Sally Ghannam, a biology graduate, shares her experiences at Penn State Altoona and with the Schreyer Honors program.
The Schreyer Honors College is Penn State’s University-wide honors program. It comprises a broad set of opportunities for study, research, travel, and scholarly exploration in the arts, humanities, and sciences. The program’s hallmark is an honors thesis that allows students to showcase their diverse intellectual interests in the form of a substantial, independently inspired research or creative project.
Seven Penn State Altoona students graduated this spring from the Schreyer Honors College including Sally Ghannam, who earned a degree in biology. We caught up with Ghannam to ask a few questions about her experiences.
Why did you become involved in the Honors College?
I was a member of the honors program at Penn State Behrend as well as at Penn State Altoona and was interested in participating in undergraduate research and writing an honors thesis. I decided to perform undergraduate research with Dr. Todd Cook at Penn State Behrend and Dr. Edward Levri at Penn State Altoona. Additionally, I found the global perspective of the Schreyer Honors College very intriguing.
What were the advantages of being a Schreyer Honors College student while at Penn State Altoona?
There are many advantages of being a Schreyer Honors College student at Penn State Altoona like small class sizes, receiving tailored instructions, and more personal interactions with professors and other students. Other advantages include having priority registration to schedule classes and various scholarships.
What did you learn about yourself and your abilities from being a Schreyer Scholar?
As a Schreyer Scholar, my time management, teamwork, and communication skills were enhanced as I was very involved both on and off campus in several clubs and organizations including Tri Beta National Biological Honor Society, Biology Club, Scrubs Club, Global Boarders Program, and the International Student Organization. I also took on vital leadership roles such as being a Global Ambassador, president of the Lambda Sigma National Honor Society, vice president of the Organization of Latin American Students, secretary of the Behrend Honors Student Association, and a teaching assistant for German. Moreover, I learned the importance of giving back to the community. I volunteered at the Pennsylvania Soldiers' and Sailors' Home, the Shriner’s Hospital for Children in Erie, Linked by Pink, Adopt-A-Highway, and the Anna Shelter. To enhance my academic experience, I was a tutor for several courses in biology, German, writing, and calculus among others.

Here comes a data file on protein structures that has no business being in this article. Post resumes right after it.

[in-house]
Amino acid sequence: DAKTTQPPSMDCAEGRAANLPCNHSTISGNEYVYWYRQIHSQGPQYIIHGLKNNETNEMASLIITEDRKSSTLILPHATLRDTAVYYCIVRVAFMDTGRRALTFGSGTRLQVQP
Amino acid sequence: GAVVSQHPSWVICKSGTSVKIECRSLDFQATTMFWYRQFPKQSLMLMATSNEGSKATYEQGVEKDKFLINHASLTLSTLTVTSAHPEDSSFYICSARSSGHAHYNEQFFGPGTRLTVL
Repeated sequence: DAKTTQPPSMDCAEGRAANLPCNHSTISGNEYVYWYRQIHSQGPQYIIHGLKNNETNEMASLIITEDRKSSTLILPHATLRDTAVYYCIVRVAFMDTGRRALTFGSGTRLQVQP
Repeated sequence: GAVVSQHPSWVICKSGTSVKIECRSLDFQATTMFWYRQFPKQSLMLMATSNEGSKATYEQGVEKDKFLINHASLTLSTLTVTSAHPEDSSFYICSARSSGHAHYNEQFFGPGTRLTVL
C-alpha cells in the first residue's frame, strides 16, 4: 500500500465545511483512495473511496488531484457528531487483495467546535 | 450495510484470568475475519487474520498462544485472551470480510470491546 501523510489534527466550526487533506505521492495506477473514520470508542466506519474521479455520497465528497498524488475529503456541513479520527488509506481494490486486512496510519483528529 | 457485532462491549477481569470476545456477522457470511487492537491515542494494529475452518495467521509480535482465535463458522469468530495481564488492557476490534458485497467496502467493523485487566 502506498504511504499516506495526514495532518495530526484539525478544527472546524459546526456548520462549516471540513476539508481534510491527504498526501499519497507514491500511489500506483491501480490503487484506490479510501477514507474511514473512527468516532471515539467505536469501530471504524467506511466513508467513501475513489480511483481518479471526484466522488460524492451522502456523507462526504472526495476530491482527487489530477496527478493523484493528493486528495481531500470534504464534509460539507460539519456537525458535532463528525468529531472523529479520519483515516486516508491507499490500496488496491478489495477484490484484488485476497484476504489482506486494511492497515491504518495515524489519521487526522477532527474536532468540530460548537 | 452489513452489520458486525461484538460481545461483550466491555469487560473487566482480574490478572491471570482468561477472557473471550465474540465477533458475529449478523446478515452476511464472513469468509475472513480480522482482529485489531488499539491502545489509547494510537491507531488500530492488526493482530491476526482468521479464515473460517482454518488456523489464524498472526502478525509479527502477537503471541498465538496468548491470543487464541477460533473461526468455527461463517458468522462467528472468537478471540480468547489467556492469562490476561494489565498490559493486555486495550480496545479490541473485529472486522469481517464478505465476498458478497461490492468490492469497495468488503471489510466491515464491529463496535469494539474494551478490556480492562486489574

Overall, how was your experience, and do you feel prepared for the next steps in your education/career?
My experience has been wonderful at Penn State Altoona. I made connections with many students, faculty, and staff and created uncountable, unforgettable memories with my college friends. I graduated in Magna Cum Laude, and I feel very prepared for the next steps in my education.
What is your advice for others considering combining Penn State Altoona and Schreyer Honors College?
I am very thankful for the support and encouragement of my thesis supervisor, academic adviser, honors adviser, and thesis second reader. I recommend students work in close contact with the faculty and staff at Penn State Altoona and the Schreyer Honors College to maintain good work ethic and ensure that all the requirements are met ahead of time.
Ghannam’s honors thesis, "Determining the Optimal Substrate for the Invasive New Zealand Mud Snail (Potamopyrgus antipodarum),” was completed under the direction of Dr. Edward Levri. The thesis focuses on determining if certain habitats in streams are better for the mud snail than others.
“Sally was an absolute pleasure to work with,” says Levri. “Not only is she bright, but she is exceptionally well-organized. I never had to nudge her about her project. Once we laid out the plan, she executed it with minimal help. She was one of the finest students I have had work with me on my research.”
Ghannam is attending LECOM School of Dental Medicine this summer.
More than 4,000 of the Schreyer Honors College medallions have been presented to Penn State graduates over the years. They are inscribed with “scholarly achievement, integrity of purpose, and intellectual curiosity.” These medals are tangible symbols of the outstanding accomplishments and dedication of these students.